As a follower of many technology names, I am always looking for ways to increase returns in this space. When it comes to many of the dividend payers, selling calls usually can increase your yields. I recommended this strategy back in March for both Intel (INTC) and Microsoft (MSFT). The strategy worked very well. By expiration, the main trade I pitched, selling $28 calls for Intel, worked with Intel closing at $27.40. Either the calls expired worthless, or you were forced to sell your Intel at $28, but received a $0.41 premium for doing so. At expiration, the trade looked good.
So today, I'm back to recommend that you continue selling call options for these names. It will increase the payout you are already receiving from them. Remember, Intel announced a dividend raise recently, so the name is currently yielding about 3.54% per year.
The following table shows the premium you would receive for selling Intel calls at various strikes over the next few expiration months. Remember that there will be commissions involved in these trades, so you should factor that into your decision as well. For my argument, I am not including commissions as they can vary widely.
Intel closed Tuesday at $25.43, so I only used strikes above the current price. The 52-week high is $29.27, so you can use that as a frame of reference as well. Markets have come down recently, so you might think that Intel could rebound in the coming months. If that is the case, you might want to look at selling a higher strike call, say $28 instead of $26 perhaps. If you think the stock is going to be flat or decrease further, you definitely want to sell the $26 call, or one even lower possibly.
Intel's next dividend will get you 22.5 cents per share. The payout will most likely occur in early September, to shareholders of record sometime in early August. So let's target the September expiration for this example. If you sell the $28 call today, you receive $0.44 per contract, or $44 per 100 shares. You also get the $0.225 dividend. That leaves two possible scenarios.
- Scenario 1: The stock closes below $28 by expiration. You get the dividend and the call premium, a total of $0.665 per share. Based on today's price, that's a yield of 2.62% in just over 3 months, which equates to about a 10% annual return.
- Scenario 2: The stock closes above $28 by expiration and your shares are called away (you are forced to sell at $28). You have to sell your shares for $28, but you still receive the dividend and the call premium, so you really are selling for $28.665. That would be a gain of roughly 12.7% in just over three months (assuming you bought your shares at current prices).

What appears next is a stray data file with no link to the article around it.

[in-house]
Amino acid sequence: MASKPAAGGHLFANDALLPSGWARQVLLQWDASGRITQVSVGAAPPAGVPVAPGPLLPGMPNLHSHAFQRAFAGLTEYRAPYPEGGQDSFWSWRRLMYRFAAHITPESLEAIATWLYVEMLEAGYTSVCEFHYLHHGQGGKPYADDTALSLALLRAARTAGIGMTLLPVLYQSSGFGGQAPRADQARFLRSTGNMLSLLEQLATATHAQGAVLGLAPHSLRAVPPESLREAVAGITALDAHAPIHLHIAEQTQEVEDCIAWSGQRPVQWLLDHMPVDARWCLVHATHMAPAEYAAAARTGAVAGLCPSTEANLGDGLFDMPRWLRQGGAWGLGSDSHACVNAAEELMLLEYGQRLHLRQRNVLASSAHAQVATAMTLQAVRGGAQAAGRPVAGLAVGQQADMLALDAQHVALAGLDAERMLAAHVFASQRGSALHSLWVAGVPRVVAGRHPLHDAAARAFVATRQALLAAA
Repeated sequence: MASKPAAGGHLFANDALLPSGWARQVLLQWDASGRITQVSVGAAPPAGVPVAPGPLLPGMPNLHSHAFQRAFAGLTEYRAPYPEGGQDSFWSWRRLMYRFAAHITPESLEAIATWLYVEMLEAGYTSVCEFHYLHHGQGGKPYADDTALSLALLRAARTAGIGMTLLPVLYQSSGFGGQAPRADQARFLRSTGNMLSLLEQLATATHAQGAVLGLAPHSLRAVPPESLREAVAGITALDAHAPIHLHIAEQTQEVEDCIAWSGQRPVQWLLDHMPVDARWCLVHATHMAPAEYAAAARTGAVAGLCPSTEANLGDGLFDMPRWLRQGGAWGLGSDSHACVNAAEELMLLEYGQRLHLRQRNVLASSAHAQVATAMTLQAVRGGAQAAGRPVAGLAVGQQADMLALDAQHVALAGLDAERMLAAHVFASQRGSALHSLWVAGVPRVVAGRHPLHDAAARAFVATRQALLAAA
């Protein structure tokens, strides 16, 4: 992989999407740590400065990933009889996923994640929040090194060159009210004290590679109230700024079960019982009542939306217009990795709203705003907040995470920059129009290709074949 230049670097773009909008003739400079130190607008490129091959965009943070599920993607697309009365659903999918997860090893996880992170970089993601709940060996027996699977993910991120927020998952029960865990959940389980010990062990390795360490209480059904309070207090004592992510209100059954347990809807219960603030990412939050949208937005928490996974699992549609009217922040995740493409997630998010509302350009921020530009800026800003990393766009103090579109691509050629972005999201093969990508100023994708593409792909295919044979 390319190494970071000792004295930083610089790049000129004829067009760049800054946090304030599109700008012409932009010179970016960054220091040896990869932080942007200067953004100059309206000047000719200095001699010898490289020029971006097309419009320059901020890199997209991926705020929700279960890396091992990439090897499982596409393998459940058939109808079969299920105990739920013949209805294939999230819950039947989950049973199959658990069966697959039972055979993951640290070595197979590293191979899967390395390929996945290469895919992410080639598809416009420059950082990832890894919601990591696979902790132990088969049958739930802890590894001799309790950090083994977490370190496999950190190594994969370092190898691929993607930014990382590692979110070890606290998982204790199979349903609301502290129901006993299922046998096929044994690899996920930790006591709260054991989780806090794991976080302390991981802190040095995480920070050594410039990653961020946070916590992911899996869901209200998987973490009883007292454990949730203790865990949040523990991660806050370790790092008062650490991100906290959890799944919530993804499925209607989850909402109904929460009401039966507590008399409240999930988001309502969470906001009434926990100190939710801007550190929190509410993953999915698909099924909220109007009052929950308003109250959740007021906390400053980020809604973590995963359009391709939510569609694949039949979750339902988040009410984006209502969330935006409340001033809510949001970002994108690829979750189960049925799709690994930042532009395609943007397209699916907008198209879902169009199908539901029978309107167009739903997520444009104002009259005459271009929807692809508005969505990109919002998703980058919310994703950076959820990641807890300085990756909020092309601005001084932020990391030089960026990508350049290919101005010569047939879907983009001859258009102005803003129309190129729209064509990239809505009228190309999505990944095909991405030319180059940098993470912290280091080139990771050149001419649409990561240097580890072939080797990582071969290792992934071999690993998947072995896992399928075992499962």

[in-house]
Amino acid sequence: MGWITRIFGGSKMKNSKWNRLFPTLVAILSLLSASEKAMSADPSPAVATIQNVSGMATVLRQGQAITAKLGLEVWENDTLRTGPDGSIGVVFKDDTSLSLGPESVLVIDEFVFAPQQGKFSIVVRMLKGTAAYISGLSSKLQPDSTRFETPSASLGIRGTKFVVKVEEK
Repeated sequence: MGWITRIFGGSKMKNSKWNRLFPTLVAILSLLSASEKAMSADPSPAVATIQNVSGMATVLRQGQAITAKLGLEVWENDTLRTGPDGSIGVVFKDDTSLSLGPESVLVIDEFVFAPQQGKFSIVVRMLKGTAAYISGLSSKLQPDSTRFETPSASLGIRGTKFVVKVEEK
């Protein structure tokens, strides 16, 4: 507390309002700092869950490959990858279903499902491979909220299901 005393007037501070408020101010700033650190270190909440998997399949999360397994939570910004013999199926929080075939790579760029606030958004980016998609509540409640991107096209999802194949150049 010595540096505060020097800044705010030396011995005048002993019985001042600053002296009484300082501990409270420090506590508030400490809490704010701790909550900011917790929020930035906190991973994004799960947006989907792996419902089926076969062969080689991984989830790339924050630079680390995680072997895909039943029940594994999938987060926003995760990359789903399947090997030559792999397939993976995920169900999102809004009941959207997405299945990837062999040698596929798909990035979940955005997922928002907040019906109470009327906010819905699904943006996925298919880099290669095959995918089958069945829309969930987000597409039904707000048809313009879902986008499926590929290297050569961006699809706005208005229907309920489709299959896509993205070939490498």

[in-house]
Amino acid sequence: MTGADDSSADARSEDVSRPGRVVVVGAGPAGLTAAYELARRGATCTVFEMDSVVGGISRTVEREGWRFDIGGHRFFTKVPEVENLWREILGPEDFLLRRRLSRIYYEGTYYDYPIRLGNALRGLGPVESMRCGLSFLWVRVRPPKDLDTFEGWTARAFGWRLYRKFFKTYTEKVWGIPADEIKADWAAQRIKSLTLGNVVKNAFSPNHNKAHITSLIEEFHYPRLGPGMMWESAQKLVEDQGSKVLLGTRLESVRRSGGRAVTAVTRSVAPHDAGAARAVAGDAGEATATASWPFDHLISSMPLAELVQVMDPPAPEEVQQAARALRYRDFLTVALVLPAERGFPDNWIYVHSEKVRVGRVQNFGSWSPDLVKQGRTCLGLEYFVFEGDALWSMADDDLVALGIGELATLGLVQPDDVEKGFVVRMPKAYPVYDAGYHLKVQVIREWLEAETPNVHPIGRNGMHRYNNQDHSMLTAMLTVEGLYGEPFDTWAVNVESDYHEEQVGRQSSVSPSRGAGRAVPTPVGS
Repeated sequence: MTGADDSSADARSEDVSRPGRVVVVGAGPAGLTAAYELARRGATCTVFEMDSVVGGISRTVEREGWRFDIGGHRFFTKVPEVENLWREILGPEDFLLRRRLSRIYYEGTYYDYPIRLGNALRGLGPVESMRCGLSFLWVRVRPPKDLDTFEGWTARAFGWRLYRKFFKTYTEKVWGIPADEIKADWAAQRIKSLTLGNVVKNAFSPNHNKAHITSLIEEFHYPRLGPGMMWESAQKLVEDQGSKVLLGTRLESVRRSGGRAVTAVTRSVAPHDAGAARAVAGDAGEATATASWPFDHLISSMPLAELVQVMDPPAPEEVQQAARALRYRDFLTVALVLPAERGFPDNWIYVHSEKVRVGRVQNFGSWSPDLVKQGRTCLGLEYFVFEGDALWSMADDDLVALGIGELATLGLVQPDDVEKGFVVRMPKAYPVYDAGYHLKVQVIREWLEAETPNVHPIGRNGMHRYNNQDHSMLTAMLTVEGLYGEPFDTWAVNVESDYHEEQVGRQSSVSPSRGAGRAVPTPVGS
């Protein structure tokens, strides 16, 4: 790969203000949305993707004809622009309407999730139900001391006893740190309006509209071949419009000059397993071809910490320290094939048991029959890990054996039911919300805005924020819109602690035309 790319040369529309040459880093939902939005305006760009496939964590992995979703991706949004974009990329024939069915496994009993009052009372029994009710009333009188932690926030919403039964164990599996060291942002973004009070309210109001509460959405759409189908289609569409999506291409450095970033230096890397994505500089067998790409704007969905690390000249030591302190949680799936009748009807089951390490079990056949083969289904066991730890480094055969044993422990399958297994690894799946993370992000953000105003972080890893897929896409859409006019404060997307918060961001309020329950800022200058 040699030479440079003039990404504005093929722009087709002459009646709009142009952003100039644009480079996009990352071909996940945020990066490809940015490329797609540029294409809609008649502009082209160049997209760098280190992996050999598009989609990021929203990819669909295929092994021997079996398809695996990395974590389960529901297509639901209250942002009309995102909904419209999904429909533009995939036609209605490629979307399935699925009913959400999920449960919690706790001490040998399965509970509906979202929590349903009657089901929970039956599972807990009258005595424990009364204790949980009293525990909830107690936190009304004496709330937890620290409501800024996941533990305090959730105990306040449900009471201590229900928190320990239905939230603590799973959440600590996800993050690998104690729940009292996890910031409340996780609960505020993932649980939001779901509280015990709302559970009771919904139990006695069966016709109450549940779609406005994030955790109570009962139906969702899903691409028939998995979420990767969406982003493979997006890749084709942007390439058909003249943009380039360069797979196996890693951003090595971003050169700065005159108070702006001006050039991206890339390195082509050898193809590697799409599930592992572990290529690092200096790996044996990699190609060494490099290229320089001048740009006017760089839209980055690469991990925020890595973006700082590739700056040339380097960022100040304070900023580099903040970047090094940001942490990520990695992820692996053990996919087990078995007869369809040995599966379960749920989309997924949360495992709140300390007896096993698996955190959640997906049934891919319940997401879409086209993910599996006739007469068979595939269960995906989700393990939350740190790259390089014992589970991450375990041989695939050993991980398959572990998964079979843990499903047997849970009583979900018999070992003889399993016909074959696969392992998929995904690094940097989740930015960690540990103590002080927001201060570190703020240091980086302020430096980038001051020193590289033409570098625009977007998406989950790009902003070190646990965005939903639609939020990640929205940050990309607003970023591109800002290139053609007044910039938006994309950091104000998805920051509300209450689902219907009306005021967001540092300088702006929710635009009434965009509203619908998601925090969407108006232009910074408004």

Either way, it seems like a good strategy. 3-month treasuries are only yielding 0.05% currently, so short term fixed income doesn't seem like the way to go. Remember, you will lose some of your gains due to commissions, so actual returns could vary from the scenarios above.
The same basic strategy applies to Microsoft. I've provided a similar table below showing the Microsoft call option premiums.
Microsoft's 52-week high is $32.95, so keep that in mind. The company also pays a 20 cent quarterly dividend. Shares are currently at $28.50. I kind of like the $31 August call at the moment, but feel free to choose your own strategy.
You could even try this strategy with more of a growth technology name, such as Qualcomm (QCOM). Qualcomm does pay a dividend, but is more dependent on revenue and earnings growth, so for the table below, I've provided some extra strike levels. I've only provided two expiration months as well.
Qualcomm closed Tuesday at $57.18, after rallying more than $1.30. The 52-week high is $68.87, and the company pays a $0.25 quarterly dividend. If going with the July expiration, I would probably recommend the $62.50 strike. For October, it might be worth going a little higher.
Selling calls can help add income to any portfolio, but remember, options trading always carries a large amount of risk. Before executing any trade, always know the parameters of your trade, including what your profit/loss scenarios are, the timing of the trade, and any possible margin requirements there may be.